“The Inholders Hall was also on Elbow Lane, but it should be remembered that it was not known as such until 1473 when a successful petition was made to use the name. Prior to that they were called hostelers or hospitalers and served pilgrims, travellers and traders. One might imagine that on Elbow Lane at night time it was quite rowdy. Despite this, the area was home to several “faire houses” and so many stables that Bush Lane was once known as Carters lane. Just west to the house was the River Walbrook, a tributary river of the Thames. Some of this rover had already been culverted into sewers as early as 1440 so how much of the river remained above ground during Warwick’s time is not known. It is now completely underground, one of London’s lost rivers.

“Le Erber itself is described as “a great stone house”, and “very fair.” From the existing map of circa. 1561 it can be seen as being twice the size of neighbouring houses with a tower and crenelated. The very name suggests that it had its own garden, probably an extensive herb garden for the kitchen and medicinal purposes and this garden was almost certainly walled, a small green space amongst the bustling streets. We know from the description that it was built entirely of stone and was not half timbered like many houses at the time and indeed, many of the neighbouring houses were built entirely of timber. From descriptions we also know that it had a very large great hall. The earliest mention of the house I have been able to find is during the reign of Edward III c.1368 when he gave it as a present to Geoffrey Scrope and afterwards appears to have passed to or bought by a John de Hatfield, a citizen and ‘pepperer’ of London. His widow passed the house onto William, Lord Latimer at some point after 1373.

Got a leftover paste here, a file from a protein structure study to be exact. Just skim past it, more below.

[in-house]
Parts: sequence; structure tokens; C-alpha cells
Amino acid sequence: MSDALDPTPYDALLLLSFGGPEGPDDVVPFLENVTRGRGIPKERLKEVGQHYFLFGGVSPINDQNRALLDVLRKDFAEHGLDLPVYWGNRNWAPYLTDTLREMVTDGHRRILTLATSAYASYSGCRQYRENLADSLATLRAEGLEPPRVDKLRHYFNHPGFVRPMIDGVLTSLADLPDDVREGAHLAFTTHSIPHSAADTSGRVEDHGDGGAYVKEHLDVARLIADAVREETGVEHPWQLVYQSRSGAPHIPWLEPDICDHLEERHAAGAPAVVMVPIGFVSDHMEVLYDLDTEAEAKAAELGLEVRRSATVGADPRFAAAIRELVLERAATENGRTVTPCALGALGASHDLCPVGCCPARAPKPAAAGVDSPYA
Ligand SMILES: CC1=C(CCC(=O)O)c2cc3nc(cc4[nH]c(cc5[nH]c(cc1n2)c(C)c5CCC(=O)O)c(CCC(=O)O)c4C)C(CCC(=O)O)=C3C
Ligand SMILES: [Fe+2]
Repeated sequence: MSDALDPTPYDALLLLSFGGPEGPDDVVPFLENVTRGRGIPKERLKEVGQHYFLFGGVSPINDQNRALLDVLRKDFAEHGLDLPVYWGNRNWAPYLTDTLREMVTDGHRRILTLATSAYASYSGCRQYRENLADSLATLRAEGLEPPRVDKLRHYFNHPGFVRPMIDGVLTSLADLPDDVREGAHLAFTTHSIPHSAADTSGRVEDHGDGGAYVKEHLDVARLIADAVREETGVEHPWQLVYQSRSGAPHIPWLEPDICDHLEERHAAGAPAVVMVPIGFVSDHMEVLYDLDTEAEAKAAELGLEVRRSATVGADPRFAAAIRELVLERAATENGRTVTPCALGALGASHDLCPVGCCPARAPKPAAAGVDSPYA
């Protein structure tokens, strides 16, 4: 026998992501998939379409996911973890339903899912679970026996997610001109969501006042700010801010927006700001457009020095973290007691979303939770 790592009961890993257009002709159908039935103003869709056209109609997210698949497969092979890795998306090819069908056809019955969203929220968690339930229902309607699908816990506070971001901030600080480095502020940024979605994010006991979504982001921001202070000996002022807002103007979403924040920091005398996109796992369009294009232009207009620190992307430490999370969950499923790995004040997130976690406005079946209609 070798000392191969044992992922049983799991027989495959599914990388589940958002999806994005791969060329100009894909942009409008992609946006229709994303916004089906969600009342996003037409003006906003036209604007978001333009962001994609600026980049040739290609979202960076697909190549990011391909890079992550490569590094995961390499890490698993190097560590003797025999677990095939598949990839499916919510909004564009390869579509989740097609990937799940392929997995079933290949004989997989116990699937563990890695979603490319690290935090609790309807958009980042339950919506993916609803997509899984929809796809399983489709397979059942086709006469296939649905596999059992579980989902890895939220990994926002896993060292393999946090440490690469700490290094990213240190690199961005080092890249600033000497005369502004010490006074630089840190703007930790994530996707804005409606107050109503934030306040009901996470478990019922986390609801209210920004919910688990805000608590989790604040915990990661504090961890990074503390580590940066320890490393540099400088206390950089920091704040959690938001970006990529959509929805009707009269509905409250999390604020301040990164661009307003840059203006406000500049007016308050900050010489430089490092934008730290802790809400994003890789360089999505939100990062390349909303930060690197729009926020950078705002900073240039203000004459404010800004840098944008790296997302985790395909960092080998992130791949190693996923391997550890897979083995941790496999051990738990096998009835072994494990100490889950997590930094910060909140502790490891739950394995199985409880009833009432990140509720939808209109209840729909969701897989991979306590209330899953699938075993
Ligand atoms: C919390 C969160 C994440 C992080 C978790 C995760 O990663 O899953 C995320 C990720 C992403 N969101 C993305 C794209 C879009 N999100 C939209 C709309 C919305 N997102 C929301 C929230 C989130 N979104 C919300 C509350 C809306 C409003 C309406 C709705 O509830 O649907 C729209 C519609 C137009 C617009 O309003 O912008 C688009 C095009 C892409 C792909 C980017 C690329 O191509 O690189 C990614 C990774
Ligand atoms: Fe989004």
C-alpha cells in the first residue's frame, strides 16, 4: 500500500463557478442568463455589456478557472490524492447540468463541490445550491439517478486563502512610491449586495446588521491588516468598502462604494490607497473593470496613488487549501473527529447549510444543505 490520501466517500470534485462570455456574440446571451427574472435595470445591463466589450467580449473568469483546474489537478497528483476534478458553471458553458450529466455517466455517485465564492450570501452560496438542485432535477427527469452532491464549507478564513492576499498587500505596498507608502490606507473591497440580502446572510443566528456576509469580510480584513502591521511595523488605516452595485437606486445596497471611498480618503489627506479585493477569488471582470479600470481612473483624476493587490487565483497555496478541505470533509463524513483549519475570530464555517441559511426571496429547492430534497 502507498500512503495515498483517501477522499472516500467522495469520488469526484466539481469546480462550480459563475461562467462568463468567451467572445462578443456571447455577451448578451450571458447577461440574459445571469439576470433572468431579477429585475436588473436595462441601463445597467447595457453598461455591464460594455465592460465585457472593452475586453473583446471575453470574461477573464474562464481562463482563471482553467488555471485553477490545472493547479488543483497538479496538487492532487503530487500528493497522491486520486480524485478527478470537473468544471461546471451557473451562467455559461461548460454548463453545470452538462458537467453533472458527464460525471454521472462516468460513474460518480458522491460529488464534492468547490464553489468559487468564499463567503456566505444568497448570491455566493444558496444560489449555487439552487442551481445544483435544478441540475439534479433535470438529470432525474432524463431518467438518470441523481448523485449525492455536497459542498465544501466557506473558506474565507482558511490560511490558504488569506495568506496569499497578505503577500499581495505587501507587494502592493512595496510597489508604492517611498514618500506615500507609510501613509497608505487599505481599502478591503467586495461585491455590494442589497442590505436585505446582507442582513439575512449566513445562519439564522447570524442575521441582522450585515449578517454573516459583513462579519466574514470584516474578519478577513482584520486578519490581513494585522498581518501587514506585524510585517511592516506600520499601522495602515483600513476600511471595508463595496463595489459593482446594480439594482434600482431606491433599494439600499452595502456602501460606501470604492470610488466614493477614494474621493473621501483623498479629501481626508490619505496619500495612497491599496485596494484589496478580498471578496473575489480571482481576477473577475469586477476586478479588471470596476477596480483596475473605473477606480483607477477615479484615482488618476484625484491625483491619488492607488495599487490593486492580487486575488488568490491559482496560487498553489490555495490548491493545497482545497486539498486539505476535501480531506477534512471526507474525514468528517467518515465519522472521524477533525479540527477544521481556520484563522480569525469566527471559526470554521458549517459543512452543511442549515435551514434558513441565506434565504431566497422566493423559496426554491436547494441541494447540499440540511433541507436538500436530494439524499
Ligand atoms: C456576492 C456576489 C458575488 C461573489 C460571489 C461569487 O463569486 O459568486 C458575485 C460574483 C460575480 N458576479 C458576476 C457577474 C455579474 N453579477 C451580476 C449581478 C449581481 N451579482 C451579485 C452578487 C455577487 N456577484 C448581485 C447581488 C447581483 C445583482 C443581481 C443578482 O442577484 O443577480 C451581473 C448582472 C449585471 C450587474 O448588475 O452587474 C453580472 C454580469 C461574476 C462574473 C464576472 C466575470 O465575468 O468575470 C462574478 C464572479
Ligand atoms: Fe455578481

“Eventually the house became the property of John Nevill, Lord Raby (although this cannot be verified, it may well have come into the hands of his son Ralph Nevill, earl of Westmorland in 1399) and then on through the Nevill family to Warwick, probably being rebuilt and refashioned many times over the years. After Warwick’s death it passed through his eldest daughter Isabel to her husband George, duke of Clarence and probably after his execution remained in crown hands. In the early 17th century the house was described as a “great old house” having been rebuilt circa 1564 by Thomas Pullyson, a mayor of London. After this Sir Francis Drake lived there during the closing years of Queen Elizabeth I’s reign. It was either demolished in the 17th century or like its neighbouring churches, completely destroyed in the Great Fire of London.”

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The saga of how I eventually acquired The Complete Armory by Sir Bernard Burke….

sir-bernard-burke-dressed-as-ulster-king-of-arms

The above illustration is actually of Sir Bernard Burke dressed as Ulster King of Arms for a fancy dress ‘do’, but he really was Ulster King of Arms!

I recently posted about Anne Neville sharing a white boar badge with Richard, see this post , although hers was muzzled and chained. Or so is claimed in a tome entitled The General Armory by Sir Bernard Burke, C.B., LL.D. Ulster King at Arms. At the time I did not possess The General Armory, and came upon the reference in another work, but I was interested enough to acquire the Burke book. Eventually.

AbeBooks UK apparently had a number of copies for sale, but there was some disgruntlement among purchasers (among whom I numbered) that most of the offers proved to be one or other of three print-on-demand volumes, broken up into chunks of the alphabet. My copy turned out to be R-Z. Not one of the listings at AbeBooks made this clear, and customers had been bitten. But then I approached one of the sellers, Anybook Ltd, who seemed to ask more than the others, but it soon transpired that they really were offering  the complete Armory.

https://www.anybook.biz/how-it-works.php Anybooks Ltd is a clever idea. They acquire books that libraries no longer want, and sell them on to all the folk who do want them. Then a generous share of the profit goes back to the libraries. Everyone’s happy. I certainly was. And they were also very helpful and approachable, so I thoroughly recommend them to anyone interested in acquiring books.